Who Gets the House in a California Divorce?


One of divorcing couples' most pressing questions is "Who gets to keep the home?" Unfortunately, the answer isn't always straightforward. If the couple cannot agree on who stays in the home, a judge will decide based on property division laws. California is a community property state, which means that anything the couple acquired during the marriage belongs to both equally. Thus, if the couple bought the house together or jointly paid the mortgage, it would be split equally between them. However, if the residence is considered separate property, the spouse who owns it gets to keep it.

If you're going through a divorce, it's important to ensure that property division is done fairly, especially when splitting the home. At the Law Offices of Makupson & Howard, our Pasadena attorneys work to protect our clients' rights. Contact us at (888) 328-2734 today.

California's Property Division Laws

Before discussing how a home may be divided in a California divorce, let's first explore how assets, in general, are distributed.

The state follows the community property doctrine. The principle provides that any assets or debts the couple owned or acquired while married are community property. Each spouse has an equal interest in it. In a divorce, community property is subject to a 50/50 split.

In contrast to community property is separate property. This includes assets or debts one of the spouses individually held before the marriage. It also includes gifts or inheritance one party got while married. The spouse who owned or owed it gets to keep it in a divorce.

Is a House Community or Separate Property?

Whether a home is considered community or separate property depends on the couple's situation. It would be community property if it were purchased with money earned during the marriage or if the spouses took out a mortgage for it while married.

A home is separate property if one of the spouses owned it before the marriage. Yet, things can get complicated after the marriage, as separate and community property can become commingled.

To illustrate, suppose one spouse purchased a house before getting married. So far, the house is separate property. But let's say after the couple gets married, they each use their earnings to pay the mortgage. The couple may acquire a community interest in the house based on mortgage payments made during the marriage. If one of the spouses used their separate funds to put a down payment on the home, which was purchased while married, they are entitled to receive the down payment off the top before equity is divided.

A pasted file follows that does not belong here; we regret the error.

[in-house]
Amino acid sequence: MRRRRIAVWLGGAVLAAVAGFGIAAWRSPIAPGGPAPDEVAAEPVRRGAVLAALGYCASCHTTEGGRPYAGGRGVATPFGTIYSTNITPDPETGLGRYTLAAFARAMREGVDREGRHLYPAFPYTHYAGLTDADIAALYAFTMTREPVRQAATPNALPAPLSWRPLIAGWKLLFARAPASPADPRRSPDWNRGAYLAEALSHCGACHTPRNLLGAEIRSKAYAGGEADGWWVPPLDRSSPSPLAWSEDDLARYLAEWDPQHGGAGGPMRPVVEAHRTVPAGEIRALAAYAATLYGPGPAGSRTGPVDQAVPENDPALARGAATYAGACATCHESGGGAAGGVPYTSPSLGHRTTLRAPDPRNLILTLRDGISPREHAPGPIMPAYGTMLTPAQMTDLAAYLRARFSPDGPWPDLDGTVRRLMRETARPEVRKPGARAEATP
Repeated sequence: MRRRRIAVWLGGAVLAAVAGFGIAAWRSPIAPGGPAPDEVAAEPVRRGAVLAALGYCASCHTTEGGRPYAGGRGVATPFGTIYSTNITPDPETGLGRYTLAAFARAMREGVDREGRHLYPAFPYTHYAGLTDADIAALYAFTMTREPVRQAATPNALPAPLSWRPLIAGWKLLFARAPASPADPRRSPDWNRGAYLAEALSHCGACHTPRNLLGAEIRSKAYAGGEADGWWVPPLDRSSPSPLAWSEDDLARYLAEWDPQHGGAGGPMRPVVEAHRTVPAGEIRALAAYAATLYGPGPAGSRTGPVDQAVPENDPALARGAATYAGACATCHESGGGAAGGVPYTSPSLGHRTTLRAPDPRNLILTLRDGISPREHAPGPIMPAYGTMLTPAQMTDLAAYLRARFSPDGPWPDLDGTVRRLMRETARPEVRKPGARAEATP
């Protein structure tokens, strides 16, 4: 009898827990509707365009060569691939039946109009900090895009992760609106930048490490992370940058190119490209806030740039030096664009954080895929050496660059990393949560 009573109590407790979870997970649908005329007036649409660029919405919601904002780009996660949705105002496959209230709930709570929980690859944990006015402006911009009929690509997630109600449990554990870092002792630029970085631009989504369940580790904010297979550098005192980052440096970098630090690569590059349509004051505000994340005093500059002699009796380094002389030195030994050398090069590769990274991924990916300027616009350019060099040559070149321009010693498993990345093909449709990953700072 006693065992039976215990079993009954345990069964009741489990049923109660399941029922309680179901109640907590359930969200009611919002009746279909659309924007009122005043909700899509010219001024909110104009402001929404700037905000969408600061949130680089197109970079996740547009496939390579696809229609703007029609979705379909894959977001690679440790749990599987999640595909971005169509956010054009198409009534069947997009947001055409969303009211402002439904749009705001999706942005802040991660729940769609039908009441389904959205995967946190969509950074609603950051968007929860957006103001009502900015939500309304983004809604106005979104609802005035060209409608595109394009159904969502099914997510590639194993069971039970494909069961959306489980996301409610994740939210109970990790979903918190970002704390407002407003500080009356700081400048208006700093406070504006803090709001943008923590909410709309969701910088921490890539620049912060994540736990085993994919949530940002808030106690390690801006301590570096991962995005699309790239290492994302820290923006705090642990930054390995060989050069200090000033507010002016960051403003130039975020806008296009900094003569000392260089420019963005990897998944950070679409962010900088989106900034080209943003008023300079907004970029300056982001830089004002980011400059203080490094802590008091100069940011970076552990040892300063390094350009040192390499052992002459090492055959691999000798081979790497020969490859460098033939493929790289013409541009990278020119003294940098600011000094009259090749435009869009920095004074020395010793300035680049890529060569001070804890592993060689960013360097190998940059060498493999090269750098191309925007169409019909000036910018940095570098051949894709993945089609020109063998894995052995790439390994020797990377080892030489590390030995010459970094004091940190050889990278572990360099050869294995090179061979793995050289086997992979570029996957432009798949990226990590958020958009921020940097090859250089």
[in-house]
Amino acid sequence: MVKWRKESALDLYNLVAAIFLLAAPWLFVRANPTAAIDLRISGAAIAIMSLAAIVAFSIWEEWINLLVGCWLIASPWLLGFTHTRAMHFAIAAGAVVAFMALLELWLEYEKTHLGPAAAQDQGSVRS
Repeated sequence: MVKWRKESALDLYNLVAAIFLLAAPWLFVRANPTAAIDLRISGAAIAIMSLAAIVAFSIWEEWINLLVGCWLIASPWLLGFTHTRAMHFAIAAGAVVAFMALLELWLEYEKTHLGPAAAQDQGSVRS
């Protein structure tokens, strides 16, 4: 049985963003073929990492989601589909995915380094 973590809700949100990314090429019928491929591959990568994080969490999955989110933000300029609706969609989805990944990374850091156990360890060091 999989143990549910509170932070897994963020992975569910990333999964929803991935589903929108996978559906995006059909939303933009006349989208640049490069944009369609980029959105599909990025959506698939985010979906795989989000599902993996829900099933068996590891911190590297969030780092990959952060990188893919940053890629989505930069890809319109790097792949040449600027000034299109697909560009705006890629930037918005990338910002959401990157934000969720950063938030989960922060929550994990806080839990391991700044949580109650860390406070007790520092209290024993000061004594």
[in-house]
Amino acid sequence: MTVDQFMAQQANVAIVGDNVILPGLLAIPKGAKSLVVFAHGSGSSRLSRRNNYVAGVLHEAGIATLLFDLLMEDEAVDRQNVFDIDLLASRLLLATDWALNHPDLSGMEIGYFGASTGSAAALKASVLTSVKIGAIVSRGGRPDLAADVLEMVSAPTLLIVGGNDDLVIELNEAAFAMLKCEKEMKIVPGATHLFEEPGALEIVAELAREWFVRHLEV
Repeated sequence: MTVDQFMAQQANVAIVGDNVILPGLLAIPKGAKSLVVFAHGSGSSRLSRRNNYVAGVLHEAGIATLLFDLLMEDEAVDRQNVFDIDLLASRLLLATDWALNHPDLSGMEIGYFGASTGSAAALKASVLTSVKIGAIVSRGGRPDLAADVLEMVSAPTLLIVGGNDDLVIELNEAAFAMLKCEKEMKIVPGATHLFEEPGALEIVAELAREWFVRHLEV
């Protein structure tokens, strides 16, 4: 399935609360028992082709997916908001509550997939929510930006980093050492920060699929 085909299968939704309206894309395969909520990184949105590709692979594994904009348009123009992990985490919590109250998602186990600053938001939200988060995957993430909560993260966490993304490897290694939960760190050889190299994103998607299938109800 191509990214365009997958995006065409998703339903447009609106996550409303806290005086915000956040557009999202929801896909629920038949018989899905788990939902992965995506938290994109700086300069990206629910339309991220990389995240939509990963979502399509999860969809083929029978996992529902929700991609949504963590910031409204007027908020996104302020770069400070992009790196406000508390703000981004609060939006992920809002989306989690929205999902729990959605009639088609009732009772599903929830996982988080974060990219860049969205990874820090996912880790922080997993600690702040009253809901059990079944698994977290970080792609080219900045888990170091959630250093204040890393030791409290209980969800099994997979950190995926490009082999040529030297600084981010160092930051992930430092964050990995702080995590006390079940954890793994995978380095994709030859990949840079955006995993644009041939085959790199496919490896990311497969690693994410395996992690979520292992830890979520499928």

What Happens to the Home in a Divorce?

Which spouse gets to keep the house (if either does) depends on a few factors. The couple can agree together about who stays in it. Although they might establish this agreement jointly, the court must still review it and make the order official.

If the couple disagrees on who the house goes to, California's property division laws will come into play. Thus, if it's separate property, the spouse who owns it keeps it. If it's community or commingled property, it must be split between the spouses. How this happens depends on the situation.

The couple's options include:

  • Selling the home: With this avenue, neither spouse keeps the house. Instead, the couple sells it, and they divide the profits equally (after considering any portions considered separate property). Generally, couples go this route if it would not be financially possible for either spouse to maintain payments, taxes, and other costs on their own.
  • Buying out: One spouse may keep the home, but they must pay the other spouse their share of the value.
  • Deferring sale: Couples with minor children still living at home might elect this option to mitigate the effects of the divorce on the kids. The spouses remain joint owners, but the custodial parent has exclusive access to the house for a set period. After the allotted time, the couple sells the home.

How an Attorney Can Help

Dividing a home can be complicated. Before deciding how to move forward, speak with one of our Pasadena attorneys. We can explain property division laws and your rights and discuss the advantages and disadvantages of your different options for splitting your house.

To schedule a consultation with a member of our team at the Law Offices of Makupson & Howard, please call (888) 328-2734 or submit an online contact form today.

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